Dx3 2014 To Focus On Education, Excitement Says Founder

December 17, 2013 Ben Myers

Duncan Payne doesn’t want to talk to you. Really, an email will probably do.

There’s too much happening right now. There are more than 100 exhibitors on the show floor and a five-stream digital-business conference happening simultaneously. Over the two days of Dx3 2014 on March 5-6, around 4,000 people will move through the Metro Toronto Convention Centre. At an event like Dx3, Payne represents just another hand to shake, despite the fact that he’s literally running the show.

Duncan Payne Dx3

Duncan Payne, President Hut 2 Hut Events & Dx3 Canada.

Dodging attendees from agencies, brands, and retailers, he’s moving past large and small booths and glancing in at the exhibitors. They’re too busy to say ‘Hi’, and he’s happy about it.

“When I walked around the first year, I tried to thank everyone for coming, and I was really pleased to hardly get in anyone’s booths – even at the end of the second day – and it was really encouraging,” Payne says. “That’s the mark of success for me.”

Canada’s largest digital-focused event

Dx3 is Canada’s largest event focused on digital marketing, advertising and retailing. 2014 is the third iteration of the annual conference and trade show, founded by Payne and Michael (Mick) Cooke. The two men have decades of experience organizing trade shows across several industries and continents, but settled on Canada’s online sector for their first original venture.

Entering December, Payne and his fellow organizers from Hut2Hut Events are recruiting exhibitors and sponsors, modifying floor plans and building attractions for the event. For the young company, this three-month window is when the heat is truly turned up. Payne, however, keeps on eye on the reason why Dx3 settled in Toronto.

“You can fill a hall full of people. You can fill a hall full of exhibitors… but if they don’t talk then the whole thing’s pointless.”

“Everybody talks about [Canada] being behind, both in terms of digital retail and in terms of our marketing and the way we embrace technology,” Payne says, comparing Canada to the United Kingdom and Australia. “So the people in those industries that should be embracing technology are the people we’re trying to attract. To get them in and just show them the fundamentals.”

“If we don’t get going, we’re going to disappear. That’s my belief as a small business owner, if you don’t embrace this stuff, and get on with it, you won’t be here long.”

Dx3 TradeshowThe method used to attract the executives, directors and managers behind Canada’s digital industry is to create an environment that stimulates conversations; a stage that encourages people to laugh and interact outside of their familiar circles.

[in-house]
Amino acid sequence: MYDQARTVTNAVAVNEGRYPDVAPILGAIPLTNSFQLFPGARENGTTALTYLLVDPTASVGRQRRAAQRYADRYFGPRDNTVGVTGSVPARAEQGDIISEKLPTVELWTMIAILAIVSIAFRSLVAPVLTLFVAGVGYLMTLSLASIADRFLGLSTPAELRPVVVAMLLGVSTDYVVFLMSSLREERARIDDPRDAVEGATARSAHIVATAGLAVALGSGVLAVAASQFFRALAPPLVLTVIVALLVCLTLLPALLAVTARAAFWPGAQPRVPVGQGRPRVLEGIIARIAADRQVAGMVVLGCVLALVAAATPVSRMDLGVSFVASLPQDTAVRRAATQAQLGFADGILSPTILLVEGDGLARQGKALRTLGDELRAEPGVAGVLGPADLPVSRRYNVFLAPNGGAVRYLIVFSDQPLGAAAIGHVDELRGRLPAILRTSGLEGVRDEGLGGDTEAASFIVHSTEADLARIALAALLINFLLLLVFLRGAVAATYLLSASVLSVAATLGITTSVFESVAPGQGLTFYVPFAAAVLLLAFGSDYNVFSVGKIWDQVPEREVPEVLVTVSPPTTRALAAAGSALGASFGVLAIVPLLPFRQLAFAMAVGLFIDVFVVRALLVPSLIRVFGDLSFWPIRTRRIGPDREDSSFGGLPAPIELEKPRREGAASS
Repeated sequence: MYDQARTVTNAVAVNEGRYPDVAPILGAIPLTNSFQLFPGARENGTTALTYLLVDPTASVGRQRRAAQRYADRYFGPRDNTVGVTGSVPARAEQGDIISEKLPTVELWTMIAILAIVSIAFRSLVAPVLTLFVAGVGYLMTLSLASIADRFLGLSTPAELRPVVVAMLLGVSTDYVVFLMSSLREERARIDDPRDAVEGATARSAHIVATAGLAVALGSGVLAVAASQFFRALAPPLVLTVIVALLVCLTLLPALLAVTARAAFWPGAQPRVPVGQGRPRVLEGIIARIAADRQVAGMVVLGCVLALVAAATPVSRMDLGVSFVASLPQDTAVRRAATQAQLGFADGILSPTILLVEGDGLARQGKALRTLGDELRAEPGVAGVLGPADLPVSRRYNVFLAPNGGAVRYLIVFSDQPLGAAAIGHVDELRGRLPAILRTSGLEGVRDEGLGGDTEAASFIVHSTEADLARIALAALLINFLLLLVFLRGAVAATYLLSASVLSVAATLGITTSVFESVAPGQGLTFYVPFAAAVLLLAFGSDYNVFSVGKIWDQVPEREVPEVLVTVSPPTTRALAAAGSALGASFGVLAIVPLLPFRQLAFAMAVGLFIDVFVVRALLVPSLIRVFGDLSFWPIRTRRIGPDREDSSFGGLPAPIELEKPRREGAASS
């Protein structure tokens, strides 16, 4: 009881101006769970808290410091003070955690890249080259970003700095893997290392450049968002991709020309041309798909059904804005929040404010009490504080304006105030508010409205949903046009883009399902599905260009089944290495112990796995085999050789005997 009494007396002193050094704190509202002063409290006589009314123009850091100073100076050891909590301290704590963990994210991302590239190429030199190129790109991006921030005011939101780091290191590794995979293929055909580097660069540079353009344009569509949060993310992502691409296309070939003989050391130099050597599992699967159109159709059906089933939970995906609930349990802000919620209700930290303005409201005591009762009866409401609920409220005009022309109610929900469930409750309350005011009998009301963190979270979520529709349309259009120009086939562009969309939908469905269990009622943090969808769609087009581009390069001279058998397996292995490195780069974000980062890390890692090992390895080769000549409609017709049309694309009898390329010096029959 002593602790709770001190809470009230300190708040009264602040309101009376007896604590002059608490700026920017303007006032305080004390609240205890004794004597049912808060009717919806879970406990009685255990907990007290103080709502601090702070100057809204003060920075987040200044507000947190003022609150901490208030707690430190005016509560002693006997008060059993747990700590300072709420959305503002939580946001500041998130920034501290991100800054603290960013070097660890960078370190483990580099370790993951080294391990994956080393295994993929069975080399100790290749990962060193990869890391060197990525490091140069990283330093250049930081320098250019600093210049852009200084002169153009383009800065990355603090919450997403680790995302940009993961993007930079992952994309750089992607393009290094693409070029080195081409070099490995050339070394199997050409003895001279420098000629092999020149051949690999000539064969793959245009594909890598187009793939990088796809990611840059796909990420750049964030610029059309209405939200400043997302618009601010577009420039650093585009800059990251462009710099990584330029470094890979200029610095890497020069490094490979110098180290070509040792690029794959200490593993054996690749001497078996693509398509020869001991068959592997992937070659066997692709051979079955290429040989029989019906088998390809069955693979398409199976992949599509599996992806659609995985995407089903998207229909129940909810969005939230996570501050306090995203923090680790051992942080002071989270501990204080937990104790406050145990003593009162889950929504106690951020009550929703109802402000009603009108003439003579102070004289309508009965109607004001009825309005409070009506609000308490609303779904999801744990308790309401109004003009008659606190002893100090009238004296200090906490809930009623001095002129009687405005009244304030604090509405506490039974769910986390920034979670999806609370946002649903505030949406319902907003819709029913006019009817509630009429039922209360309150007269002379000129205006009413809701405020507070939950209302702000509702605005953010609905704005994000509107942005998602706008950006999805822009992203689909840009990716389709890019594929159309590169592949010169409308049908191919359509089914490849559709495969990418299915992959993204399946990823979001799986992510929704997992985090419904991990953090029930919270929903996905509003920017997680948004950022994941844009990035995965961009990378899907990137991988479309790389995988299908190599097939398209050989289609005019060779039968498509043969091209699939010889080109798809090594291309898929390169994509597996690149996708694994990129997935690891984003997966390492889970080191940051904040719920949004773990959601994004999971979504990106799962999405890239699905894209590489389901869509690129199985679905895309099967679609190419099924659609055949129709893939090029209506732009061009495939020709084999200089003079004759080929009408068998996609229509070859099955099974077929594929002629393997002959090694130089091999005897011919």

“You can fill a hall full of people. You can fill a hall full of exhibitors… but if they don’t talk then the whole thing’s pointless,” Payne says.

Putting a digital Ferrari on the show floor

On the show floor, that means getting people hands-on with the technology that could power their business for the next decade. Payne has been working with Dx3 exhibitors to create a retail experience (called a ‘feature’ in the trade industry) that will combine mobile apps, robotic delivery and in-store analytics.

“Instead of having a static display, we’re trying to create these things where people actually experience technology and we’re trying to get people on the show floor to work together to create that feature, so the business person walks through it as a consumer,” Payne says.

“They’ll walk away and go, ‘Oh yeah, I remember that!’. It’s a bit like going to a car show and seeing the latest Ferrari, and you say, ‘Oh that’s neat,’ and you can get inside. That’s what we want to do.”

“I think our goal is to educate and broker that relationship, so that [the attendee] can be educated and then go and get what they need.”

The process of recruiting partners to build the feature has been ongoing for months, and will continue to develop as Dx3 2014 approaches. Payne sees the feature and the event overall as a learning experience; to create the knowledge and connections among Canadian businesses to move the online industry forward.

“I think it’s a pretty intimidating space, to be honest with you,” Payne says. “There are so many different solutions. There are so many different options and so many different opinions, it’s just overwhelming for most people.”

With the conference and trade show happening in adjacent rooms, there’s the opportunity for an attendee to become aware of how they can improve their business, and then meet a partner to actually make it happen.

“I think our goal is to educate and broker that relationship, so that [the attendee] can be educated and then go and get what they need.”

So if you spot the Dx3 organizer wandering the show floor, don’t worry about saying ‘hi’ right away. There’s always next year.

Dx3 2014 Fact Sheet:

For exhibitor and sponsorship opportunities, contact Michael Peace.

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